Alaska Public Employees Association vs. State of Alaska, Decision & Order No. 143 (09/16/1992). Adult field probation officers and juvenile probation officers are employees whose services may not be interrupted for even the shortest time under AS 23.40.200(a) and, therefore, are class 1 employees denied the right to strike under AS 23.40.200(d) but entitled to arbitration under AS 23.40.200(b).
State of Alaska vs. Public Employees Local 71 and Alaska Public Employees Association, Decision & Order No. 144 (09/22/1992). The food service manager at the Valdez Harborview Developmental Center shares a community of interest with the Labor, Trades and Crafts unit rather than the supervisory unit because the position does not meet the requirements for supervisor in 2 AAC 10.220(b)(3). Decision Appealed: State of Alaska vs. Public Employees Local 71 and Alaska Public Employees Association, Decision & Order No. 144 (09/22/1992). Superior Court AFFIRMED Agency decision and order in case number 1JU-92-2105CI on February 14, 1994.
International Brotherhood of Electrical Workers, Local 1547 vs. Thomas Bay Power Authority, Decision & Order No. 145 (11/25/1992). Acting to reject the Public Employment Relations Act more than one year after a local government had the capacity to reject it is untimely and ineffective.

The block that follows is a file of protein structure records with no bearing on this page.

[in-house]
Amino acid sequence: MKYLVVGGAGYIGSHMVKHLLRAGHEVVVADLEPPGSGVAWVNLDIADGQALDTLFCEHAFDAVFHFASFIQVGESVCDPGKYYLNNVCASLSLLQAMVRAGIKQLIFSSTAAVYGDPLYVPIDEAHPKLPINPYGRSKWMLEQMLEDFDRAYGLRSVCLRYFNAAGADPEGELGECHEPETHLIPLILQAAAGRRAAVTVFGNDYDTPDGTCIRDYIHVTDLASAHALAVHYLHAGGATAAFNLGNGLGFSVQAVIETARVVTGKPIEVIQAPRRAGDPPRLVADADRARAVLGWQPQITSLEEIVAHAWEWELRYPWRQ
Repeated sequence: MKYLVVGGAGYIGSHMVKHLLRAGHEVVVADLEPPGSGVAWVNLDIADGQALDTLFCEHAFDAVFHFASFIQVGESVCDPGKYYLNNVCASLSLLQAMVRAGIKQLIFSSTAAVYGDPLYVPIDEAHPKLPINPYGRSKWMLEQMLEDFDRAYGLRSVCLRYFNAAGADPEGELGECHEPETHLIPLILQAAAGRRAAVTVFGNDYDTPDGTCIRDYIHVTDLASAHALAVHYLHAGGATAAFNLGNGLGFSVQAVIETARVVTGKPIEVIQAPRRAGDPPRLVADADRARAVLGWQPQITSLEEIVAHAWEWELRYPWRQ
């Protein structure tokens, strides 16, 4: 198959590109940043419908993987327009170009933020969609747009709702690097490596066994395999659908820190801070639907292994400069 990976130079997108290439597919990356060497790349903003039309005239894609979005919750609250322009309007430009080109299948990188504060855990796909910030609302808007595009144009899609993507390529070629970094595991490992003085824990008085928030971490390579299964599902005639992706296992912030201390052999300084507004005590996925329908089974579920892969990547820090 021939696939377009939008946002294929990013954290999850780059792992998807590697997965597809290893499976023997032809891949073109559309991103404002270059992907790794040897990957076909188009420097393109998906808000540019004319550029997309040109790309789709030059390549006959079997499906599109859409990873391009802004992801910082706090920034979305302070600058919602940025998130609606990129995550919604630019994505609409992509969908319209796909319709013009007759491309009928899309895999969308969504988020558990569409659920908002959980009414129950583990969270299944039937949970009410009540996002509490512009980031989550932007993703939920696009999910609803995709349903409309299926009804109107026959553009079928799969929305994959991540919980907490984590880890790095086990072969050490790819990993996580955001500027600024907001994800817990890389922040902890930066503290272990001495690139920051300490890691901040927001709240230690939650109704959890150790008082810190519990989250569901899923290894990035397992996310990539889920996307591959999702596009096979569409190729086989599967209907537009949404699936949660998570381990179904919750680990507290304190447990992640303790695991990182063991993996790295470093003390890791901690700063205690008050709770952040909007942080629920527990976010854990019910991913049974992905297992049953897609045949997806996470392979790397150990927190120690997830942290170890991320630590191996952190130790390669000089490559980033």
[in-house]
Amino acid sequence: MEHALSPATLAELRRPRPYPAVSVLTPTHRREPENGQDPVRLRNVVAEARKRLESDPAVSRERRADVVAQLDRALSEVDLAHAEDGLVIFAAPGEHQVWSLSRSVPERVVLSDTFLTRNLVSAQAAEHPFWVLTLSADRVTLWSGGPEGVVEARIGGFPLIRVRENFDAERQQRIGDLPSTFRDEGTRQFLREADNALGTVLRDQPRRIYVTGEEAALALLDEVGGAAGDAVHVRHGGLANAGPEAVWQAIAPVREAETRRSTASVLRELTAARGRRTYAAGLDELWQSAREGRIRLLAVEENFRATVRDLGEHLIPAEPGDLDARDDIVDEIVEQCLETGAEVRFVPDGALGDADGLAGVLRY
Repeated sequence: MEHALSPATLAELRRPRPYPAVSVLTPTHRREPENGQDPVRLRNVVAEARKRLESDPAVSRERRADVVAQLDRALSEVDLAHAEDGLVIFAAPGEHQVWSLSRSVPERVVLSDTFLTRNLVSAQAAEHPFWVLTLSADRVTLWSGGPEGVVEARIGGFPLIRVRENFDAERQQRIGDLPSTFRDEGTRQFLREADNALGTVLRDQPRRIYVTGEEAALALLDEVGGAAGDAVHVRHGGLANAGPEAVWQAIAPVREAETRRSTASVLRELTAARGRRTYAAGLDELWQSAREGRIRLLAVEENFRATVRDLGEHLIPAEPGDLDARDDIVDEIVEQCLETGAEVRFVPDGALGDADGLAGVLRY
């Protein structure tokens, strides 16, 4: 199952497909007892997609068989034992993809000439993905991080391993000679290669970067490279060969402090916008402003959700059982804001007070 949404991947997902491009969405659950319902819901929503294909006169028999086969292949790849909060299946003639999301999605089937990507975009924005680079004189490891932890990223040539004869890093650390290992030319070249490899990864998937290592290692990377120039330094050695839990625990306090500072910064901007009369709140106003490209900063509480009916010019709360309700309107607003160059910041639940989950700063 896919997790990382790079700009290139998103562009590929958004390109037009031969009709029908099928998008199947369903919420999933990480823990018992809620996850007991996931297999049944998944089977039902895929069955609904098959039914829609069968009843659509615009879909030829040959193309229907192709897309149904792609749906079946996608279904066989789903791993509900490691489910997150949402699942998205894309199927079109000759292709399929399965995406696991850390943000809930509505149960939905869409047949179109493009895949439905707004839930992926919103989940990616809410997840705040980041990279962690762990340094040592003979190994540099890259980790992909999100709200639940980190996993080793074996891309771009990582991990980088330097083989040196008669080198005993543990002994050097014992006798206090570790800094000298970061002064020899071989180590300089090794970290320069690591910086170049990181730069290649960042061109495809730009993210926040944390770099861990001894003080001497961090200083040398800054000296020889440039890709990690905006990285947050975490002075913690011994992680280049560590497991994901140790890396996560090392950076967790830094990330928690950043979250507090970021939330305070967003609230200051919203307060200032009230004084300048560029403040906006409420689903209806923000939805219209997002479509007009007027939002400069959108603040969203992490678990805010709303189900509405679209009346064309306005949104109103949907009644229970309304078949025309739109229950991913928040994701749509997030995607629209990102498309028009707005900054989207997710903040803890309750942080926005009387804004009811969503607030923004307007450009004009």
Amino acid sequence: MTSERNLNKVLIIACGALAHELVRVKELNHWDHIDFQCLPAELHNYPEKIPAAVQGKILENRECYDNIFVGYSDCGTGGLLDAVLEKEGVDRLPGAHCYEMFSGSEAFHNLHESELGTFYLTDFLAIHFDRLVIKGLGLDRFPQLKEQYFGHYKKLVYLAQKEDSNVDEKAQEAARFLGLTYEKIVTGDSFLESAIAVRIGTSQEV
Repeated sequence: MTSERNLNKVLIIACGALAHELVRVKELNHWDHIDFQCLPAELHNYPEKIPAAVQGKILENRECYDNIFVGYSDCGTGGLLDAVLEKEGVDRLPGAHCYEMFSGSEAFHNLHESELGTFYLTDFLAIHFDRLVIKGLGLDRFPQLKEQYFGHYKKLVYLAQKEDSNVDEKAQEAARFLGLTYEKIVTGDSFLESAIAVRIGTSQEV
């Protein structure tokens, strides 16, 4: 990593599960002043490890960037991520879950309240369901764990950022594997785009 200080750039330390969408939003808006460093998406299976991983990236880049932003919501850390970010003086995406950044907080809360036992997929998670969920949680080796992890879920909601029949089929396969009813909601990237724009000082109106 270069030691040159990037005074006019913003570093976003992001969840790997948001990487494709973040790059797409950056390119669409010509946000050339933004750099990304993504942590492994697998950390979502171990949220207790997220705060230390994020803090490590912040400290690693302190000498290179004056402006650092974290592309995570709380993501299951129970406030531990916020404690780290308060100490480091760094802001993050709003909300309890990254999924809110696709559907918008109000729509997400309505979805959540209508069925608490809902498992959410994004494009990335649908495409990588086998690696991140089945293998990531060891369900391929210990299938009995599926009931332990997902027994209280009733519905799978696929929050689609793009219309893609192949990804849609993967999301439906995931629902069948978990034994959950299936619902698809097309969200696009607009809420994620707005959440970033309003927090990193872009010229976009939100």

Alaska Public Employees Association/AFT vs. Ketchikan Gateway Borough and International Brotherhood of Electrical Workers, Local 1547, Decision & Order No. 146, (11/25/1992). After assuming an areawide power over parks and recreation from the City of Ketchikan, the Ketchikan Gateway Borough succeededto the City's bargaining representative and its collective bargaining agreement for the term of the agreement. This unit ofparks and recreation department employees is appropriate under AS 23.40.090.